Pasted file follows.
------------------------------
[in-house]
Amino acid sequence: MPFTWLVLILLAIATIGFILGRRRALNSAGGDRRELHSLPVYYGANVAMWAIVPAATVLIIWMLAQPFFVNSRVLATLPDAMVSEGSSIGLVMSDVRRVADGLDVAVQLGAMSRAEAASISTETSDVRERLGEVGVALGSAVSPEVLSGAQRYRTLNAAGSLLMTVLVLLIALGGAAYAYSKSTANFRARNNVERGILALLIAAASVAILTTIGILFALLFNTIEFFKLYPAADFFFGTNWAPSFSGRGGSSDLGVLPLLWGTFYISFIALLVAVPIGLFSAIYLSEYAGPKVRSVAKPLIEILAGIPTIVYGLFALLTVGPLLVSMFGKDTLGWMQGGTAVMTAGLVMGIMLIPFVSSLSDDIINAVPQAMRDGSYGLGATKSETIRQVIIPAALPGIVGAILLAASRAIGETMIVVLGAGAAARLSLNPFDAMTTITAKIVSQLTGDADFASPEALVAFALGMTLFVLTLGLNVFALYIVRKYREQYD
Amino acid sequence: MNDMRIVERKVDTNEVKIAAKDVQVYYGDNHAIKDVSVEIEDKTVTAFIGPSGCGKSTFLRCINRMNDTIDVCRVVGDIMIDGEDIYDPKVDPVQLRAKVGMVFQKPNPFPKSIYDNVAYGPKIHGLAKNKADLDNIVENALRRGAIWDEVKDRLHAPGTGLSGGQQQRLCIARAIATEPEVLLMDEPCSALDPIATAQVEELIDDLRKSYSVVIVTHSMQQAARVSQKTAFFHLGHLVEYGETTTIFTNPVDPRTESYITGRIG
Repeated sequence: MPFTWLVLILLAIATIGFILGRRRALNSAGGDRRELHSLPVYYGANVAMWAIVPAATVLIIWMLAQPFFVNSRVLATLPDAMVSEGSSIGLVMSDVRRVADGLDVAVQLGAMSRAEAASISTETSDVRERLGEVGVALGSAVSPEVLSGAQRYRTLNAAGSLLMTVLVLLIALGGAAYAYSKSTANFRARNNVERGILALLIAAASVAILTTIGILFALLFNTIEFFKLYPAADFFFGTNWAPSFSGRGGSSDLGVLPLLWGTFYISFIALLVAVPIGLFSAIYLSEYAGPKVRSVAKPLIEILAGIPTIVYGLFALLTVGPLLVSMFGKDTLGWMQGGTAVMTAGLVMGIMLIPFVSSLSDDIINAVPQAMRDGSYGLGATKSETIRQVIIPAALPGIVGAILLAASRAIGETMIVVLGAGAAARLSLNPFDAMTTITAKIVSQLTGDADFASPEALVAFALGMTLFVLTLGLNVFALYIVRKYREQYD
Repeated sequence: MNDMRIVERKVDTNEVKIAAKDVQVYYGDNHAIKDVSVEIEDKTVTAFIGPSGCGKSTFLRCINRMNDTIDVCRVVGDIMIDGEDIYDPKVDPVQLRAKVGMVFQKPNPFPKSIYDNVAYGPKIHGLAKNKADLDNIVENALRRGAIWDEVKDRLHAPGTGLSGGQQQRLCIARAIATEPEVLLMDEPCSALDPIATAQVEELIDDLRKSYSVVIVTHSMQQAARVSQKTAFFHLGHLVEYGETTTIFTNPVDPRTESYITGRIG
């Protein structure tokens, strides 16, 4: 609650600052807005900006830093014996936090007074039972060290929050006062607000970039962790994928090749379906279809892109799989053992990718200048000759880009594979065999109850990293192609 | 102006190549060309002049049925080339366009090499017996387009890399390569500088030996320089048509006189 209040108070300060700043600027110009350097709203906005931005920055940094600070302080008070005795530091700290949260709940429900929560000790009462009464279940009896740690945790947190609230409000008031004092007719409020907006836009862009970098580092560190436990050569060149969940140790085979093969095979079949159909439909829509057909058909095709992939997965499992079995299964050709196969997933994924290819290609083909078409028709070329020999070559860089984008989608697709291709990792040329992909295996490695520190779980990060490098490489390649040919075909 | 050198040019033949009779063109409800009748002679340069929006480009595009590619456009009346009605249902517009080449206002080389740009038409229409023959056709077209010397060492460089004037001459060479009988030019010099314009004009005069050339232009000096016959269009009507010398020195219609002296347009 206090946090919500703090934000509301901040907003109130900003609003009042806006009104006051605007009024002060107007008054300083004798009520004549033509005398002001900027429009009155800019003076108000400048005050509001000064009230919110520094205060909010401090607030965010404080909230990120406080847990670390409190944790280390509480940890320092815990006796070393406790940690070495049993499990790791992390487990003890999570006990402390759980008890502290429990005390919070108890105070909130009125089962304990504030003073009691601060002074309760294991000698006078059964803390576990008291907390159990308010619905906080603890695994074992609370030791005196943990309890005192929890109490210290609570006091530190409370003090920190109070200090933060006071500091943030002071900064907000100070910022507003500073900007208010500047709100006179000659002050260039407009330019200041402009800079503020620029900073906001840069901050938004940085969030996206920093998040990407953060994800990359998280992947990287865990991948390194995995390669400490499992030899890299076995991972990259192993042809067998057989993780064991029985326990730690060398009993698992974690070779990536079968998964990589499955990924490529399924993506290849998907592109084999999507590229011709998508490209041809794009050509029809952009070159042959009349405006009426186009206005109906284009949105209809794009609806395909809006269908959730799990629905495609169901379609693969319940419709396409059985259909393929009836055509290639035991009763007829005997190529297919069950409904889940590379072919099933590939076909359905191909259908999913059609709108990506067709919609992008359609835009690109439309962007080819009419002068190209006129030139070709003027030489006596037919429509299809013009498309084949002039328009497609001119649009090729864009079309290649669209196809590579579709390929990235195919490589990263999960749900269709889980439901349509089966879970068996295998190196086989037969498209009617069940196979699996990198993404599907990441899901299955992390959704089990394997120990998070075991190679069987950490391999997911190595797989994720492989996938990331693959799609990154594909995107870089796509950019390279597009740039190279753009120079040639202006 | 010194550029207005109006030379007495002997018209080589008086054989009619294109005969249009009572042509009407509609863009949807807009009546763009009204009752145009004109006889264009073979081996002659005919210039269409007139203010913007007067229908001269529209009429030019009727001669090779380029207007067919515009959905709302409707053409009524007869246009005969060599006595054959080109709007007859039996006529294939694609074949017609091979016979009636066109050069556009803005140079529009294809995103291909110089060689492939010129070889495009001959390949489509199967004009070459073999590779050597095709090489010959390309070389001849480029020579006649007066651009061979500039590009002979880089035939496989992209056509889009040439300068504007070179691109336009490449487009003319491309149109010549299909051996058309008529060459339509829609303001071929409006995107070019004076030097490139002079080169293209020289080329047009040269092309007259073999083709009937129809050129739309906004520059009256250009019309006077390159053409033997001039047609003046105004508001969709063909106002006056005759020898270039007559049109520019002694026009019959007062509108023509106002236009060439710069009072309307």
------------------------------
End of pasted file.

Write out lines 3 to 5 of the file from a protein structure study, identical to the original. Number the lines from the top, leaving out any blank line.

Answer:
Amino acid sequence: MNDMRIVERKVDTNEVKIAAKDVQVYYGDNHAIKDVSVEIEDKTVTAFIGPSGCGKSTFLRCINRMNDTIDVCRVVGDIMIDGEDIYDPKVDPVQLRAKVGMVFQKPNPFPKSIYDNVAYGPKIHGLAKNKADLDNIVENALRRGAIWDEVKDRLHAPGTGLSGGQQQRLCIARAIATEPEVLLMDEPCSALDPIATAQVEELIDDLRKSYSVVIVTHSMQQAARVSQKTAFFHLGHLVEYGETTTIFTNPVDPRTESYITGRIG
Repeated sequence: MPFTWLVLILLAIATIGFILGRRRALNSAGGDRRELHSLPVYYGANVAMWAIVPAATVLIIWMLAQPFFVNSRVLATLPDAMVSEGSSIGLVMSDVRRVADGLDVAVQLGAMSRAEAASISTETSDVRERLGEVGVALGSAVSPEVLSGAQRYRTLNAAGSLLMTVLVLLIALGGAAYAYSKSTANFRARNNVERGILALLIAAASVAILTTIGILFALLFNTIEFFKLYPAADFFFGTNWAPSFSGRGGSSDLGVLPLLWGTFYISFIALLVAVPIGLFSAIYLSEYAGPKVRSVAKPLIEILAGIPTIVYGLFALLTVGPLLVSMFGKDTLGWMQGGTAVMTAGLVMGIMLIPFVSSLSDDIINAVPQAMRDGSYGLGATKSETIRQVIIPAALPGIVGAILLAASRAIGETMIVVLGAGAAARLSLNPFDAMTTITAKIVSQLTGDADFASPEALVAFALGMTLFVLTLGLNVFALYIVRKYREQYD
Repeated sequence: MNDMRIVERKVDTNEVKIAAKDVQVYYGDNHAIKDVSVEIEDKTVTAFIGPSGCGKSTFLRCINRMNDTIDVCRVVGDIMIDGEDIYDPKVDPVQLRAKVGMVFQKPNPFPKSIYDNVAYGPKIHGLAKNKADLDNIVENALRRGAIWDEVKDRLHAPGTGLSGGQQQRLCIARAIATEPEVLLMDEPCSALDPIATAQVEELIDDLRKSYSVVIVTHSMQQAARVSQKTAFFHLGHLVEYGETTTIFTNPVDPRTESYITGRIG